The bonds in the myRA will be modeled on the government’s Thrift Savings Plan Government Securities Fund.

Guess how much the government fund returned in 2012? 1.47 percent. How about over the past three years? 5.92 percent.

This is the great investment the president is offering? This will solve the retirement crisis? That doesn’t even keep up with the rate of inflation. And what if interest rates start rising from their historic lows? Investors will get massacred.

For comparison purposes, the Total Bond Market Index appreciated 10.10 percent over the past three years. The Dow Jones Industrial Index went up 35 percent.

Then there is the fact that if it was a private company offering this plan to investors, it would be illegal! And whoever was sponsoring it would go to jail. But this is a government that is increasingly showing itself to be above the law, so it can apparently do whatever it wants.

The myRA violates multiple fiduciary standards required by the government’s own legislation.

Employee Retirement Income Security Act laws are designed to protect investors from plan managers who might use investor money for their own advantage. For example, investment administrators cannot use investors’ money to make loans to themselves or to businesses they are associated with. Yet this is exactly what the myRA does.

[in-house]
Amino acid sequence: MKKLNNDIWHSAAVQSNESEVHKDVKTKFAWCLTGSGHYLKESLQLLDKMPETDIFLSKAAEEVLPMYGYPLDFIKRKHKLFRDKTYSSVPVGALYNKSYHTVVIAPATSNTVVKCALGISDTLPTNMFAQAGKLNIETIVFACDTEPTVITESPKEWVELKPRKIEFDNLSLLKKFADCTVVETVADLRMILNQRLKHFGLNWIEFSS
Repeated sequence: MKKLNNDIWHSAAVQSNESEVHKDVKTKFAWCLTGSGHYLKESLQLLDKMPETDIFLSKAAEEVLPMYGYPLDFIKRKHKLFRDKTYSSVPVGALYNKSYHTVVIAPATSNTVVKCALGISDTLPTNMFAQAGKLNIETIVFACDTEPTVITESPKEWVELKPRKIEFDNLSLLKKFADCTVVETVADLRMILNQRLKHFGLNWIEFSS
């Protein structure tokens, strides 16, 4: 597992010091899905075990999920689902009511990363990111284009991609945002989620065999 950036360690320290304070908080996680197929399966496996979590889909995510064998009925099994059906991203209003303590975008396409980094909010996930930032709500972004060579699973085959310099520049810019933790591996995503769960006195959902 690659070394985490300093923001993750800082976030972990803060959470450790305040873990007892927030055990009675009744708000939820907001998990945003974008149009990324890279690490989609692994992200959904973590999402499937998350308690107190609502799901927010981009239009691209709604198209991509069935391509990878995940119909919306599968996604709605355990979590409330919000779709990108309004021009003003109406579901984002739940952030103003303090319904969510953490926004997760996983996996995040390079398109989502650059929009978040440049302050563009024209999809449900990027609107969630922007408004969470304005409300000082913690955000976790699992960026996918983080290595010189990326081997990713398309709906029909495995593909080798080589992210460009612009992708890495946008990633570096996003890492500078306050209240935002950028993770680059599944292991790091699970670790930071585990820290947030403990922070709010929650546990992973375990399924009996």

Additionally, a private company would have to identify potential conflicts of interest and both communicate and address them. President Obama did neither.

So why would the president of the United States promote such a terrible investment that would be illegal if anybody else offered it?

It gets down to this: America has largely fleeced the Chinese and Japanese for all it can, so now the government is turning to the last big pool of money left to keep it operating: retirement funds.

With the Federal Reserve saying it has to cut back its money printing, the U.S. government will soon need to come up with an additional $45 billion per month to pay its bills. For the past several years, the Federal Reserve covered the entire U.S. deficit with money printing. It allowed tough budget decisions to be postponed, but now, unless some other source of cheap money is found, a day of reckoning may be imminent.